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Accolades to African-American women faculty
NOBCChE is proud to salute the powerful women who are helping to ensure the next generation of engineers through academic leadership. Thank you for blazing the trail!

On Sept. 1, Dr. Gilda Barabino became the new dean of engineering at City College of New York.

Dr. Paula Hammond, MIT, received the Charles A. Stine Award from the AIChE Materials Engineering and Science Division. The Charles M.A. Stine Award is bestowed annually to a leading researcher in recognition of outstanding contributions to the field of materials science and engineering.

Dr. Tonya Peeples has been appointed to the new position of associate dean for diversity and outreach for the College of Engineering, which became effective June 1.

Dr. Kristala Jones Prather, the Theodore T. Miller Associate Professor of Chemical Engineering at MIT, has been awarded permanent tenure.

Dr. Christine Grant, the 2011 NOBCChE Winifred Burks-Houck Leadership awardee and associate dean of faculty development and special initiatives and professor of chemical and biomolecular engineering in the College of Engineering at North Carolina State University, has been named a 2013 Fellow of the American Institute of Chemical Engineers (AIChE).

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Creating a diverse workforce requires strategic hiring
While the overwhelming majority of executives feel diversity in the workplace improves a company's performance, only some are taking the steps needed to ensure it exists, new research shows. A study by the Korn/Ferry Institute revealed that 96 percent of executives worldwide believe having a diverse and inclusive workforce can improve employee engagement and business performance.
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The 4 most effective ways leaders solve problems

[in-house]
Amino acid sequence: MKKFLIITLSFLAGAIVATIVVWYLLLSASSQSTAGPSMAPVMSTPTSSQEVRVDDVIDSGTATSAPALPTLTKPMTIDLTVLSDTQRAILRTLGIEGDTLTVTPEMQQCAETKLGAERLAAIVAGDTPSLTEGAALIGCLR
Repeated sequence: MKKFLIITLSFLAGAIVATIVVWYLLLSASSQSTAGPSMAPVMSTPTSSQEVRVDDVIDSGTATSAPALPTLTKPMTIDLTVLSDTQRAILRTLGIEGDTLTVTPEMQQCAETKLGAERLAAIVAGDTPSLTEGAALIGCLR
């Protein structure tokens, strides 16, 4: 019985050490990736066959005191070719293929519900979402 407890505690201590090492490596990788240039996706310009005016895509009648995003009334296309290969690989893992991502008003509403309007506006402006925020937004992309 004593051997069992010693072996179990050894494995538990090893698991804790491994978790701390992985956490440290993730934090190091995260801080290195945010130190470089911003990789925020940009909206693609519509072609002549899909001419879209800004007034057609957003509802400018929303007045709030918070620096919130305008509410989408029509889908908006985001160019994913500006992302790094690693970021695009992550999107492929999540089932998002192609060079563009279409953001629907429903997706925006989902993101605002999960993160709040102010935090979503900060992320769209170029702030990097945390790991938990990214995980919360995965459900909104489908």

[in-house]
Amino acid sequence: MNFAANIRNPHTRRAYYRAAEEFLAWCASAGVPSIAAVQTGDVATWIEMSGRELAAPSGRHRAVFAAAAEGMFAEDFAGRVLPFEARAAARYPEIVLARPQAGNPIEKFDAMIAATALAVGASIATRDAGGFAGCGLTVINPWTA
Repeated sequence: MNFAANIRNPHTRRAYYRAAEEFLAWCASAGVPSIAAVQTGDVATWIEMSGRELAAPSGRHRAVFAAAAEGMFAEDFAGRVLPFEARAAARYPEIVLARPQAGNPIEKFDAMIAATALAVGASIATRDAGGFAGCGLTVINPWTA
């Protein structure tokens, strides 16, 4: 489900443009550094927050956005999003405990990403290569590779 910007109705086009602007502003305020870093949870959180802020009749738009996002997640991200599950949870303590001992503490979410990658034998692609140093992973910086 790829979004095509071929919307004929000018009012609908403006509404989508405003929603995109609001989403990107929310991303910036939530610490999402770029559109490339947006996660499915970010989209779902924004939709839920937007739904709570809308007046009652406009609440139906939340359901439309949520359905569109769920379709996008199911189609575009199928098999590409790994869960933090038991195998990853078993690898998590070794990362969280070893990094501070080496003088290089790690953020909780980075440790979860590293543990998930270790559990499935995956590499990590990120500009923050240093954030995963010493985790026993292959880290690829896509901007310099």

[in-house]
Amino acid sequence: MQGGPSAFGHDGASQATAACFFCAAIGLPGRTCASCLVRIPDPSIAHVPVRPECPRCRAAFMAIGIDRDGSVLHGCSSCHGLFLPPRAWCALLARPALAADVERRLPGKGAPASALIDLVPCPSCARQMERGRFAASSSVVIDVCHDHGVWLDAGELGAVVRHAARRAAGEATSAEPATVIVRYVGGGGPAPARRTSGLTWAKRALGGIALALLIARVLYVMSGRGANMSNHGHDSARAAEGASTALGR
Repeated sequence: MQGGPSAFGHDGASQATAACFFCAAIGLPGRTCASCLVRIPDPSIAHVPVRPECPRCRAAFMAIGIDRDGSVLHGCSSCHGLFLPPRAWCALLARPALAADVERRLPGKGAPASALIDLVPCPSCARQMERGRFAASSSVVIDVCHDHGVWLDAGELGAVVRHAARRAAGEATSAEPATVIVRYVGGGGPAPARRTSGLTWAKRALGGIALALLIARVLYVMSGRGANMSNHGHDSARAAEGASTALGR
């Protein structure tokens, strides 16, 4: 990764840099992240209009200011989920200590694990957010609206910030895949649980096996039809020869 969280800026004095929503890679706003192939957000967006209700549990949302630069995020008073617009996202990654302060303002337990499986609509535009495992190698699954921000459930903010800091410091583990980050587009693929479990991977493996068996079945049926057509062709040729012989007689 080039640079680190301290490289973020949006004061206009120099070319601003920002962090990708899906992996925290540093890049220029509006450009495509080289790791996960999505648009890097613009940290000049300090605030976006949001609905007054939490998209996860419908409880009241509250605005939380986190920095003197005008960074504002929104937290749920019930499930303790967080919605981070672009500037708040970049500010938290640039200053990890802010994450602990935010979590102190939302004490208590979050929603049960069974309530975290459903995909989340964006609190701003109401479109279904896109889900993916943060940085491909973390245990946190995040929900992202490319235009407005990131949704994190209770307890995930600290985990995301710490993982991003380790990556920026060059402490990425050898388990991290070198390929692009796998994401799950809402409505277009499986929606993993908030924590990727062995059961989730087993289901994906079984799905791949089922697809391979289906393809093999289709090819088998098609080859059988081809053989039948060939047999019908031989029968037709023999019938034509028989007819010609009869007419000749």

With as many problems as we are all faced with in our work and life, it seems as if there is never enough time to solve each one without dealing with some adversity along the way. Problems keep mounting so fast that we find ourselves taking short-cuts to temporarily alleviate the tension points — so we can move onto the next problem. In the process, we fail to solve the core of each problem we are dealt; thus we continuously get caught in the trap of a never-ending cycle that makes it difficult to find any real resolutions. Sound familiar?
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The Department of Chemistry of the University of Kentucky invites applications for two tenure-track positions at the assistant professor level. The first position combines computational chemistry with other areas of research. The research area for the second position is open, but we are specifically interested in candidates whose research activities will complement and strengthen existing strengths at UK, such as materials, energy, or biological/pharmaceutical chemistry. For more information, please visit

Maine high school promotes STEM education
The Forecaster